For Canucks fans, the draft lottery has become an annual lesson in disappointment. Year after year the hype builds as the day of the lottery approaches and without fail, the Canucks inevitably fall down the order.
Those ping pong balls hold a plethora of value. Take this chart, from Don't Tell Me About Heart who was named one of hockey’s top 40 under 40 by Greg Custance, detailing the value of the top ten draft picks in the first round.
By looking at the values associated with each draft slot it becomes painfully obvious how much those ping pong balls can alter the fate of a franchise. The difference between the value of slots near the top of the draft are much more pronounced than differences in values later in the round, and it becomes clear just how hard it is to draft franchise players outside of the top few picks.
In the 2017 draft lottery the Canucks fell three slots, awarded the fifth pick after having finishing second last. The difference in values for these picks would be equivalent to the Canucks losing the 24th pick of the 3rd round. The Canucks last two selections in the third round have been Tyler Madden and Michael DiPietro, both highly rated prospects who have strong chances of becoming NHL players.
Finding franchise building blocks is the hardest part of building any team. Once a team has found these players they hold onto them with an iron grip, and it is hard to trade or sign a true franchise players. The draft then becomes the easiest place to find these gems, yet as we have discussed above beyond the first few picks it becomes a crapshoot.
The ping pong balls did not bounce in favour of Vancouver, yet in recent years they have proven that it does not matter. It is widely rumoured that the Canucks had Cale Makar and Elias Pettersson ahead of top selections Nico Hischier and Nolan Patrick on their draft board, yet either way the team made the best of them dropping in the draft and chose Pettersson fifth. So far, they could not be happier with the result.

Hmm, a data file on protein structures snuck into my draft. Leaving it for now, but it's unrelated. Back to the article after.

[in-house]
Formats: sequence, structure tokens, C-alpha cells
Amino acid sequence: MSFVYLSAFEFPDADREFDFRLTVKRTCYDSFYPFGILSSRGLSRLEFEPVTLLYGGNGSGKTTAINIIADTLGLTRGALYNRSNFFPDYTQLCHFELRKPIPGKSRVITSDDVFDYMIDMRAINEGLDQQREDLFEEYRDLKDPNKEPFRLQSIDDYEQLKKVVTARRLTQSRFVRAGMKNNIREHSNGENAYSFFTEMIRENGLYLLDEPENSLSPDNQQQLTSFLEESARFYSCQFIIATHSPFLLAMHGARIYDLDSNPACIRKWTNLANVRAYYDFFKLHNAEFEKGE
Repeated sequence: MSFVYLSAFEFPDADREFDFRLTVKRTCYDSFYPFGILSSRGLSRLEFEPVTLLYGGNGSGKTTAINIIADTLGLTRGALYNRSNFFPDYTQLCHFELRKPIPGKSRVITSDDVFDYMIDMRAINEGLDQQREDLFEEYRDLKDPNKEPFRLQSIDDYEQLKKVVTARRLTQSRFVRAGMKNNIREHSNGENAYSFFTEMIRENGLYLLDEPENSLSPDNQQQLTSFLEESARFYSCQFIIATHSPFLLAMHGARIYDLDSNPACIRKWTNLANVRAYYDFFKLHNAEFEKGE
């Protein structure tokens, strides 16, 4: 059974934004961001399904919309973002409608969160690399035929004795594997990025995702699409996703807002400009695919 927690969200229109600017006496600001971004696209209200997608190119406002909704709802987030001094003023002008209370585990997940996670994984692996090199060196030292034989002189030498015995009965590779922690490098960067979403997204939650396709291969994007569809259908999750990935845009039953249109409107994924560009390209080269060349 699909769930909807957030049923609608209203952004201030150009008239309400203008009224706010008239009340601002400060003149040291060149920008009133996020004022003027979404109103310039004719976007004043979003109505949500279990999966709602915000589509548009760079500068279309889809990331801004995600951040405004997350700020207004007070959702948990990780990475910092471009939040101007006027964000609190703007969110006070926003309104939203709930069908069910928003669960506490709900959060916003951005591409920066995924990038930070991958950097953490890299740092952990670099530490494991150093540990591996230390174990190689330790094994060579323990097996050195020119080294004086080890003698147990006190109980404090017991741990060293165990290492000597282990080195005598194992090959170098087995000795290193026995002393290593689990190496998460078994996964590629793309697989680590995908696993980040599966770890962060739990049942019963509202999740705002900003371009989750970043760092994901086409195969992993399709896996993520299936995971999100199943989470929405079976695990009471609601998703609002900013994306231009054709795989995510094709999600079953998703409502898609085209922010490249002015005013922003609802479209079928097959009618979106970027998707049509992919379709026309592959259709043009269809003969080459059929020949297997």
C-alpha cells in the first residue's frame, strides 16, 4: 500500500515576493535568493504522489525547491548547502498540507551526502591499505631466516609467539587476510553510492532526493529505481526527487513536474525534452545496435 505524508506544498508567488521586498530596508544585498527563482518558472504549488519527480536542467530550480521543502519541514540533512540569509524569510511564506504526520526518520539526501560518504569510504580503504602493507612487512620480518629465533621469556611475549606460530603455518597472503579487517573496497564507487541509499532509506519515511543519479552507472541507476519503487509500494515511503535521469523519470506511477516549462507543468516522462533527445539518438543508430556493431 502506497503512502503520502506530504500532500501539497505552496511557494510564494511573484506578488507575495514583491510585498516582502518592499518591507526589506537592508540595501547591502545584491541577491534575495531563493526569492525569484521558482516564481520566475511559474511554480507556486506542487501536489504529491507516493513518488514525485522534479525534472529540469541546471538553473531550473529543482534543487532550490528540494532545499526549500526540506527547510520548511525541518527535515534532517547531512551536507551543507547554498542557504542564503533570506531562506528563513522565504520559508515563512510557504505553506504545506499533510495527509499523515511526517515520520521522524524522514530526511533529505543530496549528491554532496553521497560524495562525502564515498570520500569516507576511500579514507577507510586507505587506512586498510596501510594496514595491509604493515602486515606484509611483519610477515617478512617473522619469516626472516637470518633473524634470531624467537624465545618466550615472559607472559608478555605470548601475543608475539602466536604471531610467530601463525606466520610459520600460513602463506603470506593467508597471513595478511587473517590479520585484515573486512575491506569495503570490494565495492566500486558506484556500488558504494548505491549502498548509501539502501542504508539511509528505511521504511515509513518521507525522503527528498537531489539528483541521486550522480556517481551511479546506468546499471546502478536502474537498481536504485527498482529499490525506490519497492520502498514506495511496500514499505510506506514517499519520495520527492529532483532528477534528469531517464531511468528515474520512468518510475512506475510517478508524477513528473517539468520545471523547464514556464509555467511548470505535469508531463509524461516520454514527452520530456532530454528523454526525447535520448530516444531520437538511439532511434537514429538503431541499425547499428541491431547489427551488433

Only one season after drafting Pettersson, the Canucks dropped in the lottery but, once again, struck gold with the selection of Quinn Hughes. Finding two franchise players past the top three picks has accelerated the Canucks rebuild and put them in a spot where they can compete for a Stanley Cup sooner than some believe. Having two players who have such a large impact on the game while still on their ELC gives the Canucks a competitive advantage with their team building.
Theoretically, with Pettersson and Hughes currently counting for under $1 million each against the cap before bonuses, there should be plenty of money to go around for the rest of the team. Of course, reality is more complicated than this as the Canucks have several bloated contracts on their roster. It will be the responsibility of Jim Benning and company to find a way to get rid of some of these overpaid players and better utilize the cap space.
Now the question becomes how to best maximize the strengths of your stars. The Canucks have done a good job of surrounding Elias Pettersson with elite talent, acquiring wingers such as J.T. Miller and Tyler Toffoli who have meshed great with the young, Swedish superstar.
Not even the most optimistic of fans could have predicted a rookie season such as this one. He burst onto the scene and has looked every part of a number one defenceman. It’s a shame his amazing rookie season was cut short because he was on pace to have his name all over the record books.
This 20-year-old kid looks like the most offensively gifted defenceman the franchise has ever seen, and for him to have the largest impact possible on the game it is important to make sure he has a good defence partner who can complement his style.